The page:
And the other framework? Well that’s the one I finally came around to with my revised definition of success in that first illustration.

I found my way back to it by reminding myself that every Monday morning I wake up with equal amounts of peace and excitement. No dread, no expectations hanging over my head, no orders to follow. I’ve reached a point in my professional life where I thankfully control every facet of how I run my business, and that includes NOT waking up on Mondays in a frenzy. It also includes making things I love, that I’m proud of, and answering ultimately to my intuition.

As a sensitive and creative soul who values flexibility, that IS my ideal.

What could be more successful than carving out a life for yourself that allows you to live your values daily?

 

And so if there’s one thing I want you to take away from this letter and my wacky diagrams, it’s this:

You get to DEFINE what success means to you.

Keep in mind though, if you do select Diagram #2 -- the path of alignment -- you WILL have to choose it over and over and over again. Your instinct WILL be to drift back into Diagram#1 and into the chase for external validation. You’ll want the milestone, the public pats on the back, that glorious feeling of being accepted into the tribe of humanity.

Trust me though, all of that will ring hollow compared to the glorious, sustaining satisfaction of being accepted BY YOUR INNER SELF every single day.

Last week I came across an interview of Maria Popova, founder of Brain Pickings, on 99u.com and this excerpt that speaks to this notion perfectly:

“...I frequently get emails from young people starting out and asking, ‘How do I make a successful website or start my own thing?’ And, very often, it’s tied to some measure of success that’s audience-based or reach-based.’How do you build up to seven million readers a month or two million Facebook fans?’ But the work is not how to get that size of an audience or those numbers. That’s just the byproduct of what Lewis Hyde calls ‘creative labor,’ which is really our inner drive. The real work is how not to hang your self-worth, your sense of success and merits, the fullness of your heart, and the stability of your soul on those numbers—on that constant positive reinforcement and external validation. That’s the only real work, and the irony is that the more “successful” you get, by either your own standards or external standards, the harder it is to decouple all of those inner values from your work. I think we often confuse the doing for the being.”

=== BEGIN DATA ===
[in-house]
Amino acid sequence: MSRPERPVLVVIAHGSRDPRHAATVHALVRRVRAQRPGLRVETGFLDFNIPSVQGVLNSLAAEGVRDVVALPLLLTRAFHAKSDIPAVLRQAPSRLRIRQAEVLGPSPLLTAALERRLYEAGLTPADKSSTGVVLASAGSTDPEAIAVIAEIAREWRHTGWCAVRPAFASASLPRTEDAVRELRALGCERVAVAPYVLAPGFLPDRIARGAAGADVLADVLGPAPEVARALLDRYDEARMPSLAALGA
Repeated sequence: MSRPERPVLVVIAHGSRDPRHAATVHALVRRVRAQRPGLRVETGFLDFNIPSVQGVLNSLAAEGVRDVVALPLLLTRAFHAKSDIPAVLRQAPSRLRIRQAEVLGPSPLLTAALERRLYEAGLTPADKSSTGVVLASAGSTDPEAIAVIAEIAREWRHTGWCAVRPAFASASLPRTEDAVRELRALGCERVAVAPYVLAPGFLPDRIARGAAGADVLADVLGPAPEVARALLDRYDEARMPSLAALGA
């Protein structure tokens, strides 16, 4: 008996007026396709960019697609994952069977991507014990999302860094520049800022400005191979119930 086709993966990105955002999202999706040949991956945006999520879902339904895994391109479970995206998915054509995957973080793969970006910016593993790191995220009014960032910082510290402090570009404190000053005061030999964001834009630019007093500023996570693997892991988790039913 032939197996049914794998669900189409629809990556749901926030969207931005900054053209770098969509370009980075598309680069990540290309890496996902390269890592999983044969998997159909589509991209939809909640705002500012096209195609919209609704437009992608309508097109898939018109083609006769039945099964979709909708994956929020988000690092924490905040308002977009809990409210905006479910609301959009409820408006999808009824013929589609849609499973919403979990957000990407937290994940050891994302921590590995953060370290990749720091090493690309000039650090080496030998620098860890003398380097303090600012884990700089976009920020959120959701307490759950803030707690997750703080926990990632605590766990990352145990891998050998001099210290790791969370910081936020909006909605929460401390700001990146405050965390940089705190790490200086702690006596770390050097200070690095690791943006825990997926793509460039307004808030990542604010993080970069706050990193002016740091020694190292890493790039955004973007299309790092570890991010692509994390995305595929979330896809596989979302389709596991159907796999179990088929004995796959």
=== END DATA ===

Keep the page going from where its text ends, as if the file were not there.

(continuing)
A few weeks ago I was gifted a Five-Minute Journal and since the Color Your Soul theme this month is Gratitude, I’ve been trying to cultivate a gratitude practice for the first time in my life. (ps. it’s working. The gratitude thing is for. Real. ) Every day the journal has a line for you to write your own "I am" affirmation, a guiding belief that you can repeat every day to yourself. As of last Monday, here's mine:

“I am ALREADY successful because I have designed a life that I wake up excited to live every day.”

This week I challenge you to redefine your idea of success and write your own “I am successful” statement, one that acknowledges the way(s) that you are already a success.

Remember, this doesn’t mean that you have to stop striving, stop wanting to be better, or stop trying to create a brighter life. It just means that you take a moment of gratitude for how far you’ve already come.

When you already feel successful, you move forward from a place of abundance, not scarcity.

When you already feel successful, you move forward from a place of abundance, not scarcity.


When you are fueled from that place of creative satisfaction, you’re striving from a sense of peace, not poverty; fullness, not famine. From a place of WANT, not from a place of need.

I hope this week’s letter has given you the permission you need to redefine success on your own terms. Be careful not to “confuse the doing with the being,” dear friends.